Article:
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Learning Erlang 2 March 2008

Posted by Oliver Mason in erlang.
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After messing about with Scala for a while I found the syntax rather confusing. It’s just too much. Somehow I then had a look at Erlang, can’t quite remember why. But Erlang promises to be robust and easily concurrent, and it is an industrial strength language, being used for telephony programming at Ericsson. And it looks remarkably like Prolog. Now I’m glad I did do Prolog at uni all those years ago, even though it seemed like a waste of time at the time.

Erlang is not exactly famous for its string processing facilities: a string is just a list of numbers. But it also means you can use list processing stuff for dealing with strings. By way of learning I now port/rewrite my corpus access tool in Erlang. That’s the fourth language already, after C, C++, and Java. The Scala version didn’t get started properly, and I think I’ll abandon that now.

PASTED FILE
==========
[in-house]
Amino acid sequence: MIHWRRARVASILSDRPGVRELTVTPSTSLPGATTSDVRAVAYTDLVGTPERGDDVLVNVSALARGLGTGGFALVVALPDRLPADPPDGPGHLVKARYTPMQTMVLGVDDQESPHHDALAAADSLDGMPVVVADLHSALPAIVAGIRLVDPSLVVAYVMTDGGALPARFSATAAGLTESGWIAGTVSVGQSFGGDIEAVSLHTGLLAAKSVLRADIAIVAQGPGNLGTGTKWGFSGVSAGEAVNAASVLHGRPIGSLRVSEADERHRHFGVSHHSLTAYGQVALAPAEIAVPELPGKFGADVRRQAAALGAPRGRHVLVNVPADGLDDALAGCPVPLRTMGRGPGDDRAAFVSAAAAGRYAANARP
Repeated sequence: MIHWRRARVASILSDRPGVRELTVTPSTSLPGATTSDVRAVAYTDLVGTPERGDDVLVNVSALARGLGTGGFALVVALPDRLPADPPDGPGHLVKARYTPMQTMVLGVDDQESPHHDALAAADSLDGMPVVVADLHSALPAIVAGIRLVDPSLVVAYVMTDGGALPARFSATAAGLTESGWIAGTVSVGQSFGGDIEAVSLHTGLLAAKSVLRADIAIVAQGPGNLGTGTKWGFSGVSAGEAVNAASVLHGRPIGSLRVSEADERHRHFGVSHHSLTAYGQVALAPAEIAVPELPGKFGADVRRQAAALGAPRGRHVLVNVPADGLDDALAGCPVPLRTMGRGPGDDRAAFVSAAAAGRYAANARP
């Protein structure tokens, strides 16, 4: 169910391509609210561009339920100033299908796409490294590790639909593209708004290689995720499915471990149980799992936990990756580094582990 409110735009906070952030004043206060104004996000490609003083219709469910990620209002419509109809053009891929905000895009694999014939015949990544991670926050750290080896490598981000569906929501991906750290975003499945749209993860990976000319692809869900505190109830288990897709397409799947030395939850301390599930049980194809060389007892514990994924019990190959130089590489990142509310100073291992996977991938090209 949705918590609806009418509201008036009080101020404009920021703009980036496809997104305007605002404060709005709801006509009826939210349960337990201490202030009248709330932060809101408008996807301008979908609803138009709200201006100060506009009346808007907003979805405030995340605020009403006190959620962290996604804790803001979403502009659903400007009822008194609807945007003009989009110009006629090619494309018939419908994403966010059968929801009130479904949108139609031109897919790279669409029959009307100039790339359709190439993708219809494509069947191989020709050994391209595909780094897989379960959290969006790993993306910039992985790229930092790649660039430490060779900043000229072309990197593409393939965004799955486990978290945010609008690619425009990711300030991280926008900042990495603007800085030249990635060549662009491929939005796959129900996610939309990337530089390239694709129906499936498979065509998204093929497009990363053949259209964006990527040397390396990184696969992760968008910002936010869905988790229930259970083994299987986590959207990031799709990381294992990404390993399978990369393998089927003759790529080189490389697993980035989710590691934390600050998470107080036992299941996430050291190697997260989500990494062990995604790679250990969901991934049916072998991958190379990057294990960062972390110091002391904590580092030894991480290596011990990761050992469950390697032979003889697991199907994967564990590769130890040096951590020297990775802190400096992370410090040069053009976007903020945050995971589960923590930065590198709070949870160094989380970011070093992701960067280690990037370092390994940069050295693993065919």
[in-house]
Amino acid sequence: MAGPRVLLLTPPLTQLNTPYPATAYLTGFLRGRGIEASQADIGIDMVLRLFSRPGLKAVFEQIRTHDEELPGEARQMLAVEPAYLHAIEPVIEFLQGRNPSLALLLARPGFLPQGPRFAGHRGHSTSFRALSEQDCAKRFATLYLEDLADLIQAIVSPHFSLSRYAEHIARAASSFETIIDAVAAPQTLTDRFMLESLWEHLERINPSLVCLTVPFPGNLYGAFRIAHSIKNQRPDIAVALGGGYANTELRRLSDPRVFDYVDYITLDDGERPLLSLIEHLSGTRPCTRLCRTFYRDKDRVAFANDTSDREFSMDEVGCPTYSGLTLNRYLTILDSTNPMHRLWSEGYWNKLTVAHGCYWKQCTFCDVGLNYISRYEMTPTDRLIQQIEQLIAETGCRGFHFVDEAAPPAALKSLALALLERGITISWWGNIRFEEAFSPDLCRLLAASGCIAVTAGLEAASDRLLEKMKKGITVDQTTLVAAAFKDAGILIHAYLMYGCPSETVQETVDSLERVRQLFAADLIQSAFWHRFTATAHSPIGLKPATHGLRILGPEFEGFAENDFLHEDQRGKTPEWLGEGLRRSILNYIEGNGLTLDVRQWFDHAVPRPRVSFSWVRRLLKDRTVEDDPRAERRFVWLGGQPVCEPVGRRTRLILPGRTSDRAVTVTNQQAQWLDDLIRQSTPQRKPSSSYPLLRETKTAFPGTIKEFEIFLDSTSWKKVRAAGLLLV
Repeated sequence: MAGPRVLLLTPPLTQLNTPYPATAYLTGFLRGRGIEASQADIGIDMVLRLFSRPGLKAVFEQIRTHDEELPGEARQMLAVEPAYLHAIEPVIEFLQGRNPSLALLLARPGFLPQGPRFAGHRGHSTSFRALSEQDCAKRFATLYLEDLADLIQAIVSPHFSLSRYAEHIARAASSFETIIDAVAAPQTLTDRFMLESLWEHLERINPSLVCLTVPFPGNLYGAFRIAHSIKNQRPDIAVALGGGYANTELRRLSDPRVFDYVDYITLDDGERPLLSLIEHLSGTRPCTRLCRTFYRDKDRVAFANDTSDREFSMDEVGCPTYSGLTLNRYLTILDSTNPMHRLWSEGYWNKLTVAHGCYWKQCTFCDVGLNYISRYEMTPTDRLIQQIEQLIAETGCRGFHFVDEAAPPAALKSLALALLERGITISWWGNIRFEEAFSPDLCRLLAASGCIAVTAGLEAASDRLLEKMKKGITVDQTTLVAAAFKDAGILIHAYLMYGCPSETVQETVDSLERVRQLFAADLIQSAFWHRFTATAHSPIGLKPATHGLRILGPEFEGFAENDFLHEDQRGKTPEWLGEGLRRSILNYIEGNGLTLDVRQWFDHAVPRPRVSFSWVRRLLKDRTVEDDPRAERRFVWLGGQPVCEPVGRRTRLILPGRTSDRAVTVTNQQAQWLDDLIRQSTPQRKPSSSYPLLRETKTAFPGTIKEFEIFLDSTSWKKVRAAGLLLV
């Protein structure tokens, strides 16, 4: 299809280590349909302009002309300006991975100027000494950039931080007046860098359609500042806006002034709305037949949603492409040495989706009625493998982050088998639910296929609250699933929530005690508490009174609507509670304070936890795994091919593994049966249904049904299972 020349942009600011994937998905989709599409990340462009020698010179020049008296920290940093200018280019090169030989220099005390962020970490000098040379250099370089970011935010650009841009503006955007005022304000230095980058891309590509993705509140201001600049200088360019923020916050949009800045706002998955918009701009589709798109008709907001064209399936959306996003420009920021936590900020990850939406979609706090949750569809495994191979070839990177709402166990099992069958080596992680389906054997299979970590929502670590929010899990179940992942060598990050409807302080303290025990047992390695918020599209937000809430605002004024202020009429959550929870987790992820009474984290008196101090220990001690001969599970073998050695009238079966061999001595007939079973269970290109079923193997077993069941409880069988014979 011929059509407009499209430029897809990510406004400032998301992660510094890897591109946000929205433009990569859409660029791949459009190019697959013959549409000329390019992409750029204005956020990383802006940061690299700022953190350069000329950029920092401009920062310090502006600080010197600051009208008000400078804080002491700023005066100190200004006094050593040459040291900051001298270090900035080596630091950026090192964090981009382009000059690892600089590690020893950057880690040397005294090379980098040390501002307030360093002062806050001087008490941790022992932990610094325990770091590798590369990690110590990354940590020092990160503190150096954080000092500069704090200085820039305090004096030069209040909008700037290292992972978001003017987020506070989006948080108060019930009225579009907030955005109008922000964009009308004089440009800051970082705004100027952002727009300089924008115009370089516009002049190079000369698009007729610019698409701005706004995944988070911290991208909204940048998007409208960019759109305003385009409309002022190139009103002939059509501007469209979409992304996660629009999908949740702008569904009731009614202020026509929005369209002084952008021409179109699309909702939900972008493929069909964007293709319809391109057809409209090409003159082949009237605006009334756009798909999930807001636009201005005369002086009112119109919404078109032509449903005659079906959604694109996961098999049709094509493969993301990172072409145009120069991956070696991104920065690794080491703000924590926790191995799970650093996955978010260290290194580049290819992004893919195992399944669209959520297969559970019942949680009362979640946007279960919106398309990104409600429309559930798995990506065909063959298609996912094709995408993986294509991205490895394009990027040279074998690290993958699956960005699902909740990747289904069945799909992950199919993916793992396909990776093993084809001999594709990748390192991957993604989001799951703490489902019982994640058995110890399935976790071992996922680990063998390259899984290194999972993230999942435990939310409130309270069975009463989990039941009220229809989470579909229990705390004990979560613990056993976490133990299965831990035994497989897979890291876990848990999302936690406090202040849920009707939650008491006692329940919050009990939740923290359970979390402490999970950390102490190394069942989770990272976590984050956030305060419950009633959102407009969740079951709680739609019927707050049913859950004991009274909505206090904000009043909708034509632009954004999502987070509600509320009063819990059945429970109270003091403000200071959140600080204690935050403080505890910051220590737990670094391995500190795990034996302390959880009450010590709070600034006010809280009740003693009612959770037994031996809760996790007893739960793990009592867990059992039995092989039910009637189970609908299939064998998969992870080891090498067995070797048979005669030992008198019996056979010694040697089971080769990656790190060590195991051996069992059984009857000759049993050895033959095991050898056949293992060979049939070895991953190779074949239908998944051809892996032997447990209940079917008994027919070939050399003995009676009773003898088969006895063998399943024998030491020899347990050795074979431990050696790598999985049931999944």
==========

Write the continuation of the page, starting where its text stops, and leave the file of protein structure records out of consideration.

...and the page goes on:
There are some pitfalls to bear in mind when working with Erlang. Mainly it is getting used to the way Erlang works. A very useful feature is that functions can return tupels, eg {ok, Result}, or {error, Reason}. One only needs to have a common way of doing that, so that some functions don’t return a tupel while others don’t. Or if they do, keep in mind what function returns what.

Sending messages between processes: Creating processes is dead easy, and I hope it will really mean speed when I run the system on the university’s multi-core machine. Just be careful to remember what messages each process accepts, and don’t include a catch-all one. Especially intermediate processes which get a request from some process, and send one out to another process can sometimes get muddled up with their messages… And don’t open files in ‘raw’ mode without knowing what it means!

So far it is going well. After about a week I have the basic concordancing functionality ported. Of course most of that time was spent debugging and wondering why it didn’t work the way I wanted it. But the files are a lot shorter, and perhaps Erlang does indeed allow a tenfold increase in productivity. One thing I’m unlikely to port is the indexing stuff: that works alright in Java and is a one-off procedure anyway.

I cannot make any judgments on speed: no profiling yet. But once I can do a few more things with the system, I will test-drive it on the Blue Bear computer. Each corpus will be in its own process, so processing them in parallel looks promising.

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